History of Schauerman Library
The history of El Camino College and its library spans half a century. The following is a list of important milestones:
- October 17, 1946, the Board of Trustees of El Camino College approved a request to recondition empty barracks vacated at the close of World War II. In September, 1948, the temporary library opened with 27 seats, four tiers of bookstacks and 861 donated volumes. Miss Helen Rodgers, who had been librarian at Torrance High School, was hired as the first librarian. By the end of 1949, the collection had grown to 8,872 volumes, 75 periodicals and four newspapers.
- March 4, 1952, the first permanent library was completed.
- In 1961, the library was enlarged and a third floor was added.
- In 1987, the library was again enlarged.
- November 9, 1992, official groundbreaking ceremonies took place for new construction, completely renovating the existing library and adding much needed square footage. The new building was dedicated on September 8, 1994 and renamed the Sam Schauerman Library, after a past college president.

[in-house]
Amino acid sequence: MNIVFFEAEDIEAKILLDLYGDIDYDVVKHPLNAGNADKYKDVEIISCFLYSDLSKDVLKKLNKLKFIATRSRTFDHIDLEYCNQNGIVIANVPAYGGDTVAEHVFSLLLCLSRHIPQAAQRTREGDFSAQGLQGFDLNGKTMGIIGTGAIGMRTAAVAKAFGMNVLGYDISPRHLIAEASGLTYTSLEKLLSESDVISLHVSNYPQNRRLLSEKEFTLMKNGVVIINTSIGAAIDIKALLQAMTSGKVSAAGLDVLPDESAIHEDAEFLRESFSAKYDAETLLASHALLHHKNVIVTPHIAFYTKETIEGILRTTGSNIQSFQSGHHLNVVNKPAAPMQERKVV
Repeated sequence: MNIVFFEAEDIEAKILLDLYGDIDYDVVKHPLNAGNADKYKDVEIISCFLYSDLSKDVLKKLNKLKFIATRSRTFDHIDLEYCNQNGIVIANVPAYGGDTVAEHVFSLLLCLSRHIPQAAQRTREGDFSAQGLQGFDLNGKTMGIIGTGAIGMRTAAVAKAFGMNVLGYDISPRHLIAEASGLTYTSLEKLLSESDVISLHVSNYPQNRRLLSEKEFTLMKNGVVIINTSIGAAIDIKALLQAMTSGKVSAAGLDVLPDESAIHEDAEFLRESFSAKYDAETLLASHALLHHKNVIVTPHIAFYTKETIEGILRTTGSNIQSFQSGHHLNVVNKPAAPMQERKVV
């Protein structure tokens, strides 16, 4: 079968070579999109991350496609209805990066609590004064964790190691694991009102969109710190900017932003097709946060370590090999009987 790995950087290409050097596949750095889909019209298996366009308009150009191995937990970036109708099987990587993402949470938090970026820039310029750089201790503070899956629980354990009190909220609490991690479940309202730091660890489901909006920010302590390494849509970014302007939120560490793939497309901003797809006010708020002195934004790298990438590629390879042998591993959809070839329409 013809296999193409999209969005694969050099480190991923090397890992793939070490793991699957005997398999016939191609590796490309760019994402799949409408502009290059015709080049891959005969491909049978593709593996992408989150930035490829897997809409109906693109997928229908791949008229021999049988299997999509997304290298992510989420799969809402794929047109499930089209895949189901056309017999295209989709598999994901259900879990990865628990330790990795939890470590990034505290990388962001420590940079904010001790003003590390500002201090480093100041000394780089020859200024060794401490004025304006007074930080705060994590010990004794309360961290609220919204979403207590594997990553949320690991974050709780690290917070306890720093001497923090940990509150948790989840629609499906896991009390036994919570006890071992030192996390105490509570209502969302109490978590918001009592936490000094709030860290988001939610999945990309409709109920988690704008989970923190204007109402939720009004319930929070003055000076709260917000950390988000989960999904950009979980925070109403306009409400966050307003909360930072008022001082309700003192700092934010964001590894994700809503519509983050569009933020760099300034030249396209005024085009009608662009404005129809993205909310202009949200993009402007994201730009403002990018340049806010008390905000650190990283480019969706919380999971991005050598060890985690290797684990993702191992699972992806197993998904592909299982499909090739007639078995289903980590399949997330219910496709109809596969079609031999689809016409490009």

- August 17, 1998, the Library Media Technology Center (LMTC) opened. The LMTC's Computer Commons has about 170 new computers with full Internet access. The Computer Commons is also equipped with standard office applications, graphics, and a broad range of computer-assisted instructional software.
Today the Schauerman Library is part of the Learning Resources Unit of the college. This unit is comprised of the LMTC, Media Services, the Learning Resources Center, and the Schauerman and Music Libraries, all of which are responsible for instructional support at El Camino College.
The Schauerman Library is an excellent facility with more than 100,000 volumes, many periodicals, and digital resources such as information databases, making it the campus research center. Materials are organized throughout the facilities for easy use. Open stacks are maintained to give students direct access to all books, except those on Reserve. Librarians are available to assist users in their research and provide one-on-one and class instruction on the effective use of information resources.
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